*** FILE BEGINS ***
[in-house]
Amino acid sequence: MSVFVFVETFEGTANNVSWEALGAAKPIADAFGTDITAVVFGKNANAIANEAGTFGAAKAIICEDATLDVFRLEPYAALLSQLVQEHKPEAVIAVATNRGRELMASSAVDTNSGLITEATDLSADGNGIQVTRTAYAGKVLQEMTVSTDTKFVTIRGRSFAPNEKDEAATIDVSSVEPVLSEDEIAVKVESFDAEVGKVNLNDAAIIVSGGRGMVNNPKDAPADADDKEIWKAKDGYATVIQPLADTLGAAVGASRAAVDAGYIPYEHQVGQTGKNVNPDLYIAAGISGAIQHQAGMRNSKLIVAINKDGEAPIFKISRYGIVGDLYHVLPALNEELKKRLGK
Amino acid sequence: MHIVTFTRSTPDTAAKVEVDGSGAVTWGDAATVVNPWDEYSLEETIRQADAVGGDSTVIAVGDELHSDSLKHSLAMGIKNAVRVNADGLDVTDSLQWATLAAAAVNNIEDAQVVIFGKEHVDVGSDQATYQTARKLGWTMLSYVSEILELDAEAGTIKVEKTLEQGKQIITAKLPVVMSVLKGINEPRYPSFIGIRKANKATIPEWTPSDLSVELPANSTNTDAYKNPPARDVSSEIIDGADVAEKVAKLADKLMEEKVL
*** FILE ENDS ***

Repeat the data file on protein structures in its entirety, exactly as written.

[in-house]
Amino acid sequence: MSVFVFVETFEGTANNVSWEALGAAKPIADAFGTDITAVVFGKNANAIANEAGTFGAAKAIICEDATLDVFRLEPYAALLSQLVQEHKPEAVIAVATNRGRELMASSAVDTNSGLITEATDLSADGNGIQVTRTAYAGKVLQEMTVSTDTKFVTIRGRSFAPNEKDEAATIDVSSVEPVLSEDEIAVKVESFDAEVGKVNLNDAAIIVSGGRGMVNNPKDAPADADDKEIWKAKDGYATVIQPLADTLGAAVGASRAAVDAGYIPYEHQVGQTGKNVNPDLYIAAGISGAIQHQAGMRNSKLIVAINKDGEAPIFKISRYGIVGDLYHVLPALNEELKKRLGK
Amino acid sequence: MHIVTFTRSTPDTAAKVEVDGSGAVTWGDAATVVNPWDEYSLEETIRQADAVGGDSTVIAVGDELHSDSLKHSLAMGIKNAVRVNADGLDVTDSLQWATLAAAAVNNIEDAQVVIFGKEHVDVGSDQATYQTARKLGWTMLSYVSEILELDAEAGTIKVEKTLEQGKQIITAKLPVVMSVLKGINEPRYPSFIGIRKANKATIPEWTPSDLSVELPANSTNTDAYKNPPARDVSSEIIDGADVAEKVAKLADKLMEEKVL